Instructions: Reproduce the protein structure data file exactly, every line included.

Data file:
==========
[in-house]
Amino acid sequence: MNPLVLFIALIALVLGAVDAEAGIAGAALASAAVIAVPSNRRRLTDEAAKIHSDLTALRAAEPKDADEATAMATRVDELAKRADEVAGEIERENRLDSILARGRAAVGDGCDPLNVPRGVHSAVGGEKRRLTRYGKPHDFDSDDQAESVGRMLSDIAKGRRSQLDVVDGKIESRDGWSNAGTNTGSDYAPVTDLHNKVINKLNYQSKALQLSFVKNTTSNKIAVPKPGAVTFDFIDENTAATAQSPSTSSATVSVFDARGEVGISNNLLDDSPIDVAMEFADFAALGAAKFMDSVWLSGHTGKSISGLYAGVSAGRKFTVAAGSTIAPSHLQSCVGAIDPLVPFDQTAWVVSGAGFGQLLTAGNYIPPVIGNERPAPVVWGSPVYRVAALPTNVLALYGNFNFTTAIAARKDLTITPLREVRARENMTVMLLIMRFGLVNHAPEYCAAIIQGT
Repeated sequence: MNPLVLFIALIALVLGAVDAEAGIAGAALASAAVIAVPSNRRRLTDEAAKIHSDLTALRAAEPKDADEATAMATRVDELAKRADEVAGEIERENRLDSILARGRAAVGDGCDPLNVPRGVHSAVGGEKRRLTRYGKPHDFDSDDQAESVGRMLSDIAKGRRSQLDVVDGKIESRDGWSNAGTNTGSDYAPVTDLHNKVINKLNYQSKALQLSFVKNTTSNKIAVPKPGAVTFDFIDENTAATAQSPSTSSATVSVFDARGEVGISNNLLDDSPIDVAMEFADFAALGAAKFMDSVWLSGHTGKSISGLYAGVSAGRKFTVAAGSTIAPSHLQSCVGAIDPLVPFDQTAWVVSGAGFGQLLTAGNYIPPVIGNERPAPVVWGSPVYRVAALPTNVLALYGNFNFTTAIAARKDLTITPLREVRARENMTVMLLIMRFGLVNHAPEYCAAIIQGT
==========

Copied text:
[in-house]
Amino acid sequence: MNPLVLFIALIALVLGAVDAEAGIAGAALASAAVIAVPSNRRRLTDEAAKIHSDLTALRAAEPKDADEATAMATRVDELAKRADEVAGEIERENRLDSILARGRAAVGDGCDPLNVPRGVHSAVGGEKRRLTRYGKPHDFDSDDQAESVGRMLSDIAKGRRSQLDVVDGKIESRDGWSNAGTNTGSDYAPVTDLHNKVINKLNYQSKALQLSFVKNTTSNKIAVPKPGAVTFDFIDENTAATAQSPSTSSATVSVFDARGEVGISNNLLDDSPIDVAMEFADFAALGAAKFMDSVWLSGHTGKSISGLYAGVSAGRKFTVAAGSTIAPSHLQSCVGAIDPLVPFDQTAWVVSGAGFGQLLTAGNYIPPVIGNERPAPVVWGSPVYRVAALPTNVLALYGNFNFTTAIAARKDLTITPLREVRARENMTVMLLIMRFGLVNHAPEYCAAIIQGT
Repeated sequence: MNPLVLFIALIALVLGAVDAEAGIAGAALASAAVIAVPSNRRRLTDEAAKIHSDLTALRAAEPKDADEATAMATRVDELAKRADEVAGEIERENRLDSILARGRAAVGDGCDPLNVPRGVHSAVGGEKRRLTRYGKPHDFDSDDQAESVGRMLSDIAKGRRSQLDVVDGKIESRDGWSNAGTNTGSDYAPVTDLHNKVINKLNYQSKALQLSFVKNTTSNKIAVPKPGAVTFDFIDENTAATAQSPSTSSATVSVFDARGEVGISNNLLDDSPIDVAMEFADFAALGAAKFMDSVWLSGHTGKSISGLYAGVSAGRKFTVAAGSTIAPSHLQSCVGAIDPLVPFDQTAWVVSGAGFGQLLTAGNYIPPVIGNERPAPVVWGSPVYRVAALPTNVLALYGNFNFTTAIAARKDLTITPLREVRARENMTVMLLIMRFGLVNHAPEYCAAIIQGT